Pupation occured in the vial after the completion of the pre pupal period, pupae were brown at first, but later turned dark brown to black at the time of adult emergence and the pupae were oval with a pointed tip. Male pupa were smaller in size and the distance between segments on the ventral side was shorter. Female pupa appear to be larger than male pupa and the distance between segments on the ventral side is greater. Pupal period of P. gossypiella differed significantly with mean of 8.27±0.48 and 8.46±0.58 between two modified artificial diet populations populations in two succeeding years 2018–19 and 2019–20.

    The current findings on the duration of pre-pupae and pupae were in contrast to previous reports as Henneberry and Clayton (1986) reported a 3.5-day delay in pre-pupal and pupal development at fluctuating temperatures ranging from 18.3 to 35°C compared to development at constant temperatures of 26°C. Muralimohan et al. (2009) discovered that when reared on a two phase diet (cotton seed flour and okra) the pupal period was the shortest with 7.96±1.37 days. When reared on artificial medium Dharajothi et al. (2016) reported pupal periods of 7.9±0.88 days.

    The variation could be attributed to the lack of differentiation of pre-pupae and pupae in the life cycle, the fulfilment of nutritional requirements in larval stages, effective substrate to pupate and the environment. The state of diapause in the larval or pre-pupal stage was influenced by hormones and the temperature at the time. Several workers have reported the diapausing state in the larval stage in cooler climates. According to Metcalf and Metcalf (1993) the pink bollworm can remain dormant for up to 2.5 years. According to Michel and Gomez (1992) almost all pink bollworm larvae in Paraguay enter diapause from April to November.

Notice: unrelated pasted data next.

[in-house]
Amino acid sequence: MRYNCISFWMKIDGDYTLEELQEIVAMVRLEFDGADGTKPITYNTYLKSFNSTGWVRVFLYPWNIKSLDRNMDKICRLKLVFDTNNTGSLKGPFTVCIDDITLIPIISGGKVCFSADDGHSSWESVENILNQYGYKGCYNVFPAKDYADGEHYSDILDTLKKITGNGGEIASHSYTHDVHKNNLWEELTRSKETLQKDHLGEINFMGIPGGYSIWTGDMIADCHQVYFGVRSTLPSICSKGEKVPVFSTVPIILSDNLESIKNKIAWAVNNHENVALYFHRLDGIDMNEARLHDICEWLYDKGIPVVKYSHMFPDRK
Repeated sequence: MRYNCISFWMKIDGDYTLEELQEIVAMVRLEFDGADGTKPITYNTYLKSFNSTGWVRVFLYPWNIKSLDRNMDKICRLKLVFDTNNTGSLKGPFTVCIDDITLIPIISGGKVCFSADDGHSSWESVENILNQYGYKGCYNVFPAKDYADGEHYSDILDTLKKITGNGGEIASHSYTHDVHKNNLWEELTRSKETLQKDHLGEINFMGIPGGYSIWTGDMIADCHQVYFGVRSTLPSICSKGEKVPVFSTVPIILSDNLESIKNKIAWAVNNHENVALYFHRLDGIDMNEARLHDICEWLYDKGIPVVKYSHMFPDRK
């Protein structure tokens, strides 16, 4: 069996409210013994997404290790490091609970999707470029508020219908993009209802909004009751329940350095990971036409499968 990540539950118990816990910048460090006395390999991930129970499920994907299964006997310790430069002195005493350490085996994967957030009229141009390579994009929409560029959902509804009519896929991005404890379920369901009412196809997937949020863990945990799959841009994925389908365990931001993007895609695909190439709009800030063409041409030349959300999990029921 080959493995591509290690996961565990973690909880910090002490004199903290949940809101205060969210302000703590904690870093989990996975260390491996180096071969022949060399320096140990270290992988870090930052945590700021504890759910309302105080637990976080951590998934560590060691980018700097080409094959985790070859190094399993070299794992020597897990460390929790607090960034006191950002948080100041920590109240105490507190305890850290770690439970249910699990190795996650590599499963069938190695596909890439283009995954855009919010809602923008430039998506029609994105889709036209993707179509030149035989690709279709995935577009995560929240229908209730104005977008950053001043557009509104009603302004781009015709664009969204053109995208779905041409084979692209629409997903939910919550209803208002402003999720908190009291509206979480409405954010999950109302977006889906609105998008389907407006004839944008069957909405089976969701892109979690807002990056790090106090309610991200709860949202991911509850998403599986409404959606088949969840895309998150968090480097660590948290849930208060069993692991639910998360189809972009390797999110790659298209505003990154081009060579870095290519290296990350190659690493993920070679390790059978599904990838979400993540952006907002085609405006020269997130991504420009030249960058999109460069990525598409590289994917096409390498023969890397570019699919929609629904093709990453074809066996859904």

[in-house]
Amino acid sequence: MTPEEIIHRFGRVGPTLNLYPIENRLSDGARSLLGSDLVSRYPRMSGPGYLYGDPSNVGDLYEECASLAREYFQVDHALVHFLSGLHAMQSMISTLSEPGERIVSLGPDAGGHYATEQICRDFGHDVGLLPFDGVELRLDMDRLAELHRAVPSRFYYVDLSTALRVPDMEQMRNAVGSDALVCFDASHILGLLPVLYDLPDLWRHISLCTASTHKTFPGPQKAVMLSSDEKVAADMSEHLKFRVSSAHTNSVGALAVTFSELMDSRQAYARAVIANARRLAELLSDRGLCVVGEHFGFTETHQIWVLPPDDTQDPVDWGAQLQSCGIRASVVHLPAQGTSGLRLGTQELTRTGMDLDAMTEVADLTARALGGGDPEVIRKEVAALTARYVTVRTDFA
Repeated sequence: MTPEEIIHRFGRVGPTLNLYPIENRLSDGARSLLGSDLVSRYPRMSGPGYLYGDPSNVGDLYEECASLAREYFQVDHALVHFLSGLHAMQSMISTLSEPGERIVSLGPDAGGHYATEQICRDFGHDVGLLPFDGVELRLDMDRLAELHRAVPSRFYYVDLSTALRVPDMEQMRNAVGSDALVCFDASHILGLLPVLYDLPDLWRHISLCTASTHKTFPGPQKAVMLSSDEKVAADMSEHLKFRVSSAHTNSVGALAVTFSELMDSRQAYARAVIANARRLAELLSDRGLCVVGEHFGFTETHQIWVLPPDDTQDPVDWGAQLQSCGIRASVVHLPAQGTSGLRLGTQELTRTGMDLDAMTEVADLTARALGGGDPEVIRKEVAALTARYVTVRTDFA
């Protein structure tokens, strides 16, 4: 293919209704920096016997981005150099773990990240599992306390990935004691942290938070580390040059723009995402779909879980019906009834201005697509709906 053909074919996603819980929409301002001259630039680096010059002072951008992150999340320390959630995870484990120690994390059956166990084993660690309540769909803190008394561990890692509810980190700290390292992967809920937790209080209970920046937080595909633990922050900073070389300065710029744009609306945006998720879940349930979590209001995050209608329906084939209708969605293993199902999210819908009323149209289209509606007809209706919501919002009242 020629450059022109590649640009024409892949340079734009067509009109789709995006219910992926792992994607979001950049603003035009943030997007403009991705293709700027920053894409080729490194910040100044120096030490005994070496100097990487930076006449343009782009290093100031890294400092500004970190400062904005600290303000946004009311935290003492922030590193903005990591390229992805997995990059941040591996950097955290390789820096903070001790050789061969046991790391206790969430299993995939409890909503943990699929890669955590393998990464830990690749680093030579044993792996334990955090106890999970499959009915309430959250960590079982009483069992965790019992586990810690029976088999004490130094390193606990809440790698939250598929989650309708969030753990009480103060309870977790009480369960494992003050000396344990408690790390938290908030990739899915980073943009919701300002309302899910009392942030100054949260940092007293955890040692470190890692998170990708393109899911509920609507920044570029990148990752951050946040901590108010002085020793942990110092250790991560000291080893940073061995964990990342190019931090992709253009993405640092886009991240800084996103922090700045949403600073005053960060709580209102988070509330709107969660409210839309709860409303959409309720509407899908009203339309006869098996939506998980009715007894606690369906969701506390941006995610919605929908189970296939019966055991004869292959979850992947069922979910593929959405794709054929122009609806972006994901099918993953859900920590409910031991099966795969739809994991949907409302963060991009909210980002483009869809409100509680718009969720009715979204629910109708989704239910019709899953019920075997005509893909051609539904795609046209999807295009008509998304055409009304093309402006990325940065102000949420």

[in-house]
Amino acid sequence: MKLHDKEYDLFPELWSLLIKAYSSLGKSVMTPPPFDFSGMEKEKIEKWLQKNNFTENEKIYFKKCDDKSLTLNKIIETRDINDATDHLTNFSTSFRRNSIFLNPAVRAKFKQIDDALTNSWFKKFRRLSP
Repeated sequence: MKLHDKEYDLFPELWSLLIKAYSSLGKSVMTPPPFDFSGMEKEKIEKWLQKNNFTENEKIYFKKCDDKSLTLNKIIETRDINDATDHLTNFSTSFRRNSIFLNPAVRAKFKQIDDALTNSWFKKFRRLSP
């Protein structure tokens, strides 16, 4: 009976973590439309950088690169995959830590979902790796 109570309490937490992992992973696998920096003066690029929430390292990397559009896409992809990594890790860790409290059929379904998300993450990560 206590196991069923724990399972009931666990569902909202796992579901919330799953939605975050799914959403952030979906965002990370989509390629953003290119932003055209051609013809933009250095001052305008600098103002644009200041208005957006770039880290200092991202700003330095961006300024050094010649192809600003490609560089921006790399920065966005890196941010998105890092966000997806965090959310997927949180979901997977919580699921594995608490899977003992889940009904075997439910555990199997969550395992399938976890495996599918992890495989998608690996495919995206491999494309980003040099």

3.5.  Adult longevity

    Adults were small moths with dark brown forewings with irregular black markings and silvery grey hindwings with no distinct markings. Both wings were elongated, fringed with long hairs posteriorly and the tip of the hind wing was sharply pointed. Adult female longevity of P. gossypiella varied significantly between artificial diet populations with a mean of 9.82±0.51 days and 9.184±0.50 in research period of 2018–19 and 2019–20. These differences in adult longevity of pink bollworm may be due to the use of natural diets such as green bolls and squares in previous studies, as opposed to the current study, which used a semisynthetic diet.

    3.6.  Pre-oviposition period

    The pre-oviposition period of P. gossypiella showed significant variation in both modified artificial diet populations with a mean of 7.893±0.49 and 8.435±0.49 days. The current results of the pre-oviposition period of the pink bollworm are in complete agreement with the findings of Dharajothi et al. (2016) who found that the pre-oviposition period of the pink bollworm ranged from 8 to 10 days. Similarly, Muralimohan et al. (2009) reported that the pink bollworm pre oviposition period was 8.00±1.54 days which was consistent with the current findings.

    3.7.  Oviposition period

    The oviposition period was 2.79±0.15 and 2.29±0.29 days in the modified artificial diet 1 and modified artificial diet 2 populations of the year 2018–19 with a range of 2.1–2.90 and 1.6–2.7 days respectively indicating no significant difference. The oviposition period in 2019–20 population was 2.5±0.23 and 2.01±0.46 days in the modified artificial diet 1 and modified artificial diet 2 populations with a range of 2.0–2.5 and 1.8–2.4 days respectively which show a significant difference with each other.